As the African continent’s leading business metropolis, tourism in Johannesburg pivots on business. Johannesburg is the most powerful commercial centre on the African continent. The city generates 16 percent of South Africa's GDP and employs 12 percent of the national workforce.
Its infrastructure matches leading first world cities, yet the cost of living is far lower. The city is recognized as the financial capital of South Africa and is home to 74 percent of Corporate Headquarters. South Africa’s only stock exchange, the Johannesburg Securities Exchange (JSE) rates as one of the top 20 exchanges in the world in terms of market capitalization.
Johannesburg has been – and continues to be - the engine room of the national and provincial economy. Its spectacular growth was spurred initially by the gold rush in the 1890s, then by the mining boom in the 1930s and later by the expansion of manufacturing. This growth continues apace and is manifest today in the city's expanding service economy.
The size of Johannesburg’s economy exceeds that of any of the other five metros in South Africa. After recording an average annual economic growth rate of 5.39% between 2004 and 2008, Johannesburg recorded a growth rate of 1.3% in 2009, in line with the overall downturn in economic activity experienced globally.
Today Johannesburg houses most major international and national corporations trading in the country, underscoring Johannesburg’s role as the gateway to business in sub-Saharan Africa.
The Council comprises 260 elected councillors constituted from 130 ward councillors and 130 Proportional Representation (PR) councillors. Local councillors represent their constituencies' needs. Ward Committees, in turn, assist councillors by enabling community participation by serving as conduits for community information and dissemination.
The Executive Mayor, Councillor Parks Tau, assisted by the Mayoral Committee, leads the executive arm of the City of Johannesburg. The Executive Mayor is accountable for the overarching strategic direction of the City of Johannesburg and takes political responsibility as directed by the Council and assigned by legislation. The Executive Mayor is supported by the Mayoral Committee.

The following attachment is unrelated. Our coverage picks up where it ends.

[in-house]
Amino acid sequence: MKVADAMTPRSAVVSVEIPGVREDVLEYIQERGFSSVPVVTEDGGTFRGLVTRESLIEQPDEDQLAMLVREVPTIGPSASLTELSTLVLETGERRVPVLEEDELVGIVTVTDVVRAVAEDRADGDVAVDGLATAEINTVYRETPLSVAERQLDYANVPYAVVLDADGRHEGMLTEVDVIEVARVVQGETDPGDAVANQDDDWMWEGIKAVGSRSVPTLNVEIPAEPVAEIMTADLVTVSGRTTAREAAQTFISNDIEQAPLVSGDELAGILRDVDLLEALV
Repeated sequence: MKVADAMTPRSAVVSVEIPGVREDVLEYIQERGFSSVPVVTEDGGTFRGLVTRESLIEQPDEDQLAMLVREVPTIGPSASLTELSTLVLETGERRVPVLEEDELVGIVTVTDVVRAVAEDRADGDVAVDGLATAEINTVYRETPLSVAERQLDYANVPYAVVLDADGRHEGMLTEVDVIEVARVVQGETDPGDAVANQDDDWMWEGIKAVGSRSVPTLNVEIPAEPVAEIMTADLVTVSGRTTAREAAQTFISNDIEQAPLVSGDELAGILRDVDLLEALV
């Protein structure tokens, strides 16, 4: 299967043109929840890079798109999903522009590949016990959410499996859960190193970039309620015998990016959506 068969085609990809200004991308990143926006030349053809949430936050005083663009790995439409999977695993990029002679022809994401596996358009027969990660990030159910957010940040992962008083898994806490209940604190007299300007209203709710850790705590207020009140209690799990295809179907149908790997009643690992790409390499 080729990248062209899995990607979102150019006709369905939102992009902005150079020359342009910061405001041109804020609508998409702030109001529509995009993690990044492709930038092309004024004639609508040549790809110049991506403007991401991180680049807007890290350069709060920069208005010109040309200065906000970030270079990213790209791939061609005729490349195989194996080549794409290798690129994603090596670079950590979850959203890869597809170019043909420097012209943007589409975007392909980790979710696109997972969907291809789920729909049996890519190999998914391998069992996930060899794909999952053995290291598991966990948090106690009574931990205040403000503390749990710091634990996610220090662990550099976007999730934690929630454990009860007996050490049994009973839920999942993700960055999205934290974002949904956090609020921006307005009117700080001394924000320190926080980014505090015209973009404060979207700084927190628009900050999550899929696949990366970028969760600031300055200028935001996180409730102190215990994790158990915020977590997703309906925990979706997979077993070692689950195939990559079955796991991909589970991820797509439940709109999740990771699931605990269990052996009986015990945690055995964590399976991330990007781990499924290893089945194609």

The transforming nature of the City of Johannesburg requires an administrative structure that is equally dynamic – that is both flexible and robust. The new governance and administrative model has amalgamated these two critical agents of governance into a single Office of the City Manager. This has enhanced policy development, monitoring and helped to streamline administration. The City Manager is Trevor Fowler. The City Manager is the overall manager of municipal affairs and the chief accounting officer of the City.
Municipal councils in South Africa perform legislative and executive functions. The City is one of two municipalities to pilot a new governance model refining, among others, the roles of the executive, council and administrative heads, level of decision making, accountability, institutional structures and the oversight of municipal entities by the respective core departments.
The key role of Council in the current structure is to focus on legislative, participatory and oversight roles. Council delegated its executive function to the Executive Mayor and the Mayoral Committee. Council’s principal and most substantive role is that of a lawmaker. The other key role is to debate issues publicly and to facilitate political debate and discussion. The Council receives regular reports on the exercise of executive powers including quarterly and annual reports on the exercise of delegations and overall performance from the Executive Mayor and Mayoral Committee.
The Executive Mayor and the Mayoral Committee form the executive arm of the Council. The executive is responsible for day-to-day decision-making and operational oversight. The executive submits quarterly and annual reports to the Council.
The City of Johannesburg is home to total population of 4.43 million (2011) with an annual growth rate of 1.8% per annum. Africans are in the majority making up 76.4% of the total population.
Facts and Figures
The greater Joburg metropolis covers an area of 2300 square kilometers, making it larger than Sydney, London and New York – and similar in size to Los Angeles.
Johannesburg is home to 4.43 million people, the majority of whom are aged between 19 and 39.
Joburg’s nickname “Egoli” means “place of gold”. Forty percent of the world’s gold has been found in the Witwatersrand, the reef on which the city was built.
Founded 126 years ago in 1886, Joburg is one of the world’s youngest major cities – and the only one not founded on a major waterway (bay or large river).
During this time, it has been rebuilt four times – starting out as a tented mining camp, it evolved into a town of tin shanties, followed by four-storey Edwardian brick buildings and then a city of modern skyscrapers.
425 registered delegates
99 cities and metropolitan regions represented by mayors, governors and senior officials
34 plenary sessions, workshops, meetings and technical tours